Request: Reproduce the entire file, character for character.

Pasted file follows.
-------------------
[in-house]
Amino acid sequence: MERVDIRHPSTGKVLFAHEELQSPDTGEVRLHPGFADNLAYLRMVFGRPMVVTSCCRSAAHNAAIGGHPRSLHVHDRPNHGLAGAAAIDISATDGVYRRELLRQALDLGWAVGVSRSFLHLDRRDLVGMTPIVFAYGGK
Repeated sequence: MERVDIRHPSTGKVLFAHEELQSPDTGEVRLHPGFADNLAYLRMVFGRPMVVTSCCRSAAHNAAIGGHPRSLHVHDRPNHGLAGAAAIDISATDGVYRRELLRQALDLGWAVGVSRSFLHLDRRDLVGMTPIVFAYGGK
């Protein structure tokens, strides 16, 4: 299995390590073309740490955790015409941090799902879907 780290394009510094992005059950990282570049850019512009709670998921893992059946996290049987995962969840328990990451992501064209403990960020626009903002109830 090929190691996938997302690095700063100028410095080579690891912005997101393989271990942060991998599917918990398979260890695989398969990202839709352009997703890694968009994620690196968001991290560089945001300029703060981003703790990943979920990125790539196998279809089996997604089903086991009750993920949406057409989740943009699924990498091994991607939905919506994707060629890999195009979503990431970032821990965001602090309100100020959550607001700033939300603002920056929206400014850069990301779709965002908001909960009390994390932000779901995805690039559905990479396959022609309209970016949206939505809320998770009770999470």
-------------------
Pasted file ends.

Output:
[in-house]
Amino acid sequence: MERVDIRHPSTGKVLFAHEELQSPDTGEVRLHPGFADNLAYLRMVFGRPMVVTSCCRSAAHNAAIGGHPRSLHVHDRPNHGLAGAAAIDISATDGVYRRELLRQALDLGWAVGVSRSFLHLDRRDLVGMTPIVFAYGGK
Repeated sequence: MERVDIRHPSTGKVLFAHEELQSPDTGEVRLHPGFADNLAYLRMVFGRPMVVTSCCRSAAHNAAIGGHPRSLHVHDRPNHGLAGAAAIDISATDGVYRRELLRQALDLGWAVGVSRSFLHLDRRDLVGMTPIVFAYGGK
């Protein structure tokens, strides 16, 4: 299995390590073309740490955790015409941090799902879907 780290394009510094992005059950990282570049850019512009709670998921893992059946996290049987995962969840328990990451992501064209403990960020626009903002109830 090929190691996938997302690095700063100028410095080579690891912005997101393989271990942060991998599917918990398979260890695989398969990202839709352009997703890694968009994620690196968001991290560089945001300029703060981003703790990943979920990125790539196998279809089996997604089903086991009750993920949406057409989740943009699924990498091994991607939905919506994707060629890999195009979503990431970032821990965001602090309100100020959550607001700033939300603002920056929206400014850069990301779709965002908001909960009390994390932000779901995805690039559905990479396959022609309209970016949206939505809320998770009770999470």